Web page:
Merc With A Movie: The 16-Year Odyssey of the "Deadpool" Film
For the most part, I think people misunderstand just how “out there” Steve Gerber’s Daredevil run was. It definitely DID get way out there at times, but for the most part it was surprisingly down-to-earth.
A long-running plotline during his run was a mysterious man in shadows who was working against Daredevil by introducing new villains. The mystery man was pretty clearly the mysterious head of Matt Murdock’s San Francisco law firm, but for some reason the story went on for nearly a year before the big bad was revealed (and it was, in fact, obviously the mysterious head of Murdock’s San Francisco law firm).
I will give credit to Gerber for the introduction of Angar the Screamer. That character was definitely a unique contribution to the Marvel Universe…
A disaffected hippie protester whose rage is now just a tool of “the man”? Come on, that’s brilliant.
The story in the issue, “Vengeance In the Sky With Diamonds!” was drawn by Rich Buckler and Frank Giacoia, who do an okay job but nothing to write home about.
Angar decides that he does not want to work for “the Man” anymore, but that device I showed you before could kill Angar, he agrees to try to kill Daredevil and Black Widow. Widow, though, has other ideas…
They don’t really follow up on the whole “Widow is willing to kill but Daredevil is not” angle in the next few issues, but it is a good idea by Gerber to introduce it. This was a very solid start to this run of issues.
The next issue, though, “Stilt-Man Stalks the City!” is a fill-in written by Chris Claremont and drawn by Syd Shores and Frank Giacoia. This was Claremont’s first solo writing assignment in comics (I featured it awhile back in my spotlight series on comic creators’ first works).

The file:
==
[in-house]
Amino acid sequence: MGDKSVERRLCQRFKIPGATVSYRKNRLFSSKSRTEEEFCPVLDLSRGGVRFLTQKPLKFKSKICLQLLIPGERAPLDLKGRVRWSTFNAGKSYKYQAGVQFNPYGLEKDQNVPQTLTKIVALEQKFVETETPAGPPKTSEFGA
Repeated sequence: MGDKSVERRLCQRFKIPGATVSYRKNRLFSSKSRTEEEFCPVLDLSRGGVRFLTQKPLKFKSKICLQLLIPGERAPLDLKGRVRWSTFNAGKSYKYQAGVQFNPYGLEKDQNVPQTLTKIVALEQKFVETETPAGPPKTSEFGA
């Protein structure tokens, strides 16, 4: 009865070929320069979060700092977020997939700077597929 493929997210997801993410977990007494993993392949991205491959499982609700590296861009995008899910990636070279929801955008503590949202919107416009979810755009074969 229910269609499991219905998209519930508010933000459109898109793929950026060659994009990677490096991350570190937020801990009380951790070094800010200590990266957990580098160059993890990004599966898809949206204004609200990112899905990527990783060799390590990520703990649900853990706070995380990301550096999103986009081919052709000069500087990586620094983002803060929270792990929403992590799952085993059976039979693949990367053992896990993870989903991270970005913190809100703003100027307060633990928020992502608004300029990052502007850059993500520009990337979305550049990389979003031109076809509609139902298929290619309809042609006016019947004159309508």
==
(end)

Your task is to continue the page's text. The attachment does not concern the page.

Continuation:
It is a testament, I believe, to Claremont’s talents that his very first story is a serviceable tale…
A little overly dramatic, but that was pretty par for the course for Marvel titles at the time. Not a standout story, but decent enough.
The next issue saw Gerber’s return to the title, along with new penciler Don Heck (inked by Sal Trapani). However, unlike Angar, Ramroad, the villain from “…Then Came Ramrod!” is awful.
Just a dreadful issue, even with a neat guest appearance by Spider-Man!
The following issue, “Prey of the Hunter!” opens with some outstanding good girl art by Heck and Trapani…
We finally get to meet the mysterious Kerwin Broderick, even as a mysterious man (who almost certainly had to be Kerwin Broderick) was hiring Kraven the Hunter to mess Daredevil up…
I didn’t like how Black Widow ended up as a damsel-in-distress…
but otherwise, the battle scenes between Kraven and Daredevil are well done, if a bit rote. The book ended on a strong cliffhanger…
The following issue, “Menace From the Moons of Saturn!” finally sees Gerber really just go all out crazy on Daredevil and I loved it! Heck’s inks are provided by Don Perlin this issue, which is a step down from the Heck/Trapani pairing of the last two issues, but check this out…
Daredevil is abruptly teleported to Titan!! That’s hilariously bizarrely awesome.
There, he meets the then-newly introduced Moondragon (she gains the name in this issue).
Her creator, Jim Starlin, actually shows up to give her origin. I skipped it because, well, it was just her origin.
Then we discover that it was MOONDRAGON that was behind all of these new villains Daredevil has been facing! But did she KNOW that she was doing evil?!
Who is her ally?!
You have to love how Gerber just embraced the obviousness of Broderick being the bad guy. “Yeah, yeah, I know it was obvious. I’ll even concede as much in the comic!”
What a cool comic book. I know Gerber pulled back pretty soon after this issue after Marveldom did not react kindly to his turning the book into a sort of sci-fi book, but I really appreciate his brashness.
On the next page, we look at Fantastic Four #136-140!
Comics Should Be Good accepts review copies. Anything sent to us will (for better or for worse) end up reviewed on the blog. See where to send the review copies.